Combined Incentive Actions, Focusing on Primary Care, to Improve Cervical Cancer Screening in Women Residing in Socio-economically Disadvantaged and Untracked Geographical Areas: a Hybrid Efficacy and Implementation Trial (RESISTE)

  • STATUS
    Recruiting
  • End date
    Jan 15, 2026
  • participants needed
    10000
  • sponsor
    Centre Hospitalier Universitaire Dijon
Updated on 15 September 2022
cancer screening
human papillomavirus
pap smear
smear
cervical cancer screening
prevention of cervical cancer
cancer prevention
papilloma

Summary

Though potentially eradicable, cervical cancer is the 3rd most prevalent gynecological cancer, and the 2nd most prevalent before the age of 45. In France, approximately 1100 women die from cervical cancer each year, with 5-year survival strongly linked to the stage at diagnosis (93%, 63%, 35% and 16% for stages IA, IIA, IIIA and IVA). The prevention of cervical cancer is currently based on the combination of the vaccination of adolescent girls against the most common high-risk oncogenic human papilloma virus types and routine Papanicolaou cytology (Pap smears) every three years in women aged 25 to 65 years. The Health and Social Protection Survey conducted by the Institute for Research and Documentation in Health Economics in 2012 showed that young women who are not vaccinated have a socio-economic profile similar to that of women who do not attend cervical cancer screening, mainly: (i) the least screened women and least vaccinated young women live in low-income families; (ii) a low level of education is associated with fewer Pap smears; (iii) an absence of pap smears in mothers in the last three years is associated with less human papillomavirus vaccination in their daughters. Cervical cancer is the female cancer which, in France, has the highest proportion attributable to precariousness (21.1%), and for which there are strong territorial disparities in incidence.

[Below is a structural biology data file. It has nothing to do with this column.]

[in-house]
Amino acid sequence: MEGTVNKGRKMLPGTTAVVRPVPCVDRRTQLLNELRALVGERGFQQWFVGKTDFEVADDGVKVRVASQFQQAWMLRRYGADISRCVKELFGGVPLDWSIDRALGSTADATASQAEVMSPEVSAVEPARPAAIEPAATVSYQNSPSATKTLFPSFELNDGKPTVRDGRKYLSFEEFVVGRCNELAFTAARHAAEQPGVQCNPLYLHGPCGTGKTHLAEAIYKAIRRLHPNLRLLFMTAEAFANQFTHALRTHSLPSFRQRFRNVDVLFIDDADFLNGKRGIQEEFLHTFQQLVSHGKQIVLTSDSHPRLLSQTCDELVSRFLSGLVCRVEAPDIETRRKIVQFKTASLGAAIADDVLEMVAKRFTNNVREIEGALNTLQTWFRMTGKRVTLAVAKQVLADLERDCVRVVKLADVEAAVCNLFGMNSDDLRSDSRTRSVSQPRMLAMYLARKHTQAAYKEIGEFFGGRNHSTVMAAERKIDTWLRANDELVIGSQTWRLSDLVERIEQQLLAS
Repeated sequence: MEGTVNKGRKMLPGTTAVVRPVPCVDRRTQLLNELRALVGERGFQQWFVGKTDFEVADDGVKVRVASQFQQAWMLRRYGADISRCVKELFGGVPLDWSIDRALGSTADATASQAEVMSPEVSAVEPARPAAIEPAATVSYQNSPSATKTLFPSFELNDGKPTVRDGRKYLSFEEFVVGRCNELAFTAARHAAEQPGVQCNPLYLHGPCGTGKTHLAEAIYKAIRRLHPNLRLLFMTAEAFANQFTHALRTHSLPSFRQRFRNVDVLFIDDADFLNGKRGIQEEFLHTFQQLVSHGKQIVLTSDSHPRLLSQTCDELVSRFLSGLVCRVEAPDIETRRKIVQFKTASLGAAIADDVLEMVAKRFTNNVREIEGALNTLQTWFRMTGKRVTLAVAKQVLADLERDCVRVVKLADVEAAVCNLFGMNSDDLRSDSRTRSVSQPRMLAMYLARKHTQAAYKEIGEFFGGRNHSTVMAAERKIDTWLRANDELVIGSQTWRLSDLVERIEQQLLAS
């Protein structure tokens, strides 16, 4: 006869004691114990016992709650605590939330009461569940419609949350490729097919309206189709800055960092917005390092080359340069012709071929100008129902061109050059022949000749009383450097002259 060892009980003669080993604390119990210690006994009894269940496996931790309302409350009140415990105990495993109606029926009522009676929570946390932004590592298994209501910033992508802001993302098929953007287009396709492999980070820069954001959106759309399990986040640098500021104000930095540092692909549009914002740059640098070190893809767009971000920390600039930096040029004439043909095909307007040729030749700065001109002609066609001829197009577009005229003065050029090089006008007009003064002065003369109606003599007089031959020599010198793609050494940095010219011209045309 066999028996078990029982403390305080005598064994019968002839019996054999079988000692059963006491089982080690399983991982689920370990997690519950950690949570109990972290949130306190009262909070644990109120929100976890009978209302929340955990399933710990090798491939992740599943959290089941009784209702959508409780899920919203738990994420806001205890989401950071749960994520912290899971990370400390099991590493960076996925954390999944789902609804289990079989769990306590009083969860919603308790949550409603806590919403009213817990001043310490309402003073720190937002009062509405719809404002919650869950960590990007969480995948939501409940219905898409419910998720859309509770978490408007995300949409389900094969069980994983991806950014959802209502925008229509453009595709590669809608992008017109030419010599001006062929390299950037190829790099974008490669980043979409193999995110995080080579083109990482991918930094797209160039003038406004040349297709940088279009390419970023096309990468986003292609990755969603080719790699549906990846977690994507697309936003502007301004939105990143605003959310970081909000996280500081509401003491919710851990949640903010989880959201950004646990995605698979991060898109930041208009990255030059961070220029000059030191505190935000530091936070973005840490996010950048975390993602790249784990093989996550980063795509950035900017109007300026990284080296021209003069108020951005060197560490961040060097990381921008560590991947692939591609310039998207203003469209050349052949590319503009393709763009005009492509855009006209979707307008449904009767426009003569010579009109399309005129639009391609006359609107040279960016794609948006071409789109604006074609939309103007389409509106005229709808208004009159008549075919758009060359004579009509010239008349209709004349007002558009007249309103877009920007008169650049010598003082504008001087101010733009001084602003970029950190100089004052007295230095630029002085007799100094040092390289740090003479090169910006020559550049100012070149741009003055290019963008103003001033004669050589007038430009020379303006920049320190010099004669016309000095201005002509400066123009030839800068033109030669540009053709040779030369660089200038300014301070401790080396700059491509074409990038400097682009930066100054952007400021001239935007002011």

Several factors may explain the difficulties in obtaining satisfactory rates of screening, such as geographical remoteness, the disengagement of general practitioners, economic constraints, or the geographical origin of women. Several countries such as the Netherlands have started routinely screening for cervical cancer by testing for human papillomavirus. This approach appears to be as beneficial as a screening campaign based on the Pap smear.

This approach has also just been validated by the French Health Authority which, in its public health recommendation dated 11 July 2019, states that "From the age of 30, the High Authority for Health recommends that the human papillomavirus test replace the cytological examination in primary screening for cervical cancer." In addition, this recommendation states that "Vaginal self-sampling is an alternative to cervical sampling by a health professional to detect the human papillomavirus test for undetected or under-detected women. This makes it easier to screen women who never get tested or who do not get tested as recommended." Moreover, the French Authority for Health specifies "In addition, complementary studies should be carried out to evaluate the feasibility and effectiveness of the different modalities for making these vaginal self-samples available, depending on the specific populations concerned (French Guyana, Mayotte, women living on the street, in shantytowns, migrant women, with limited access to health services, etc.)".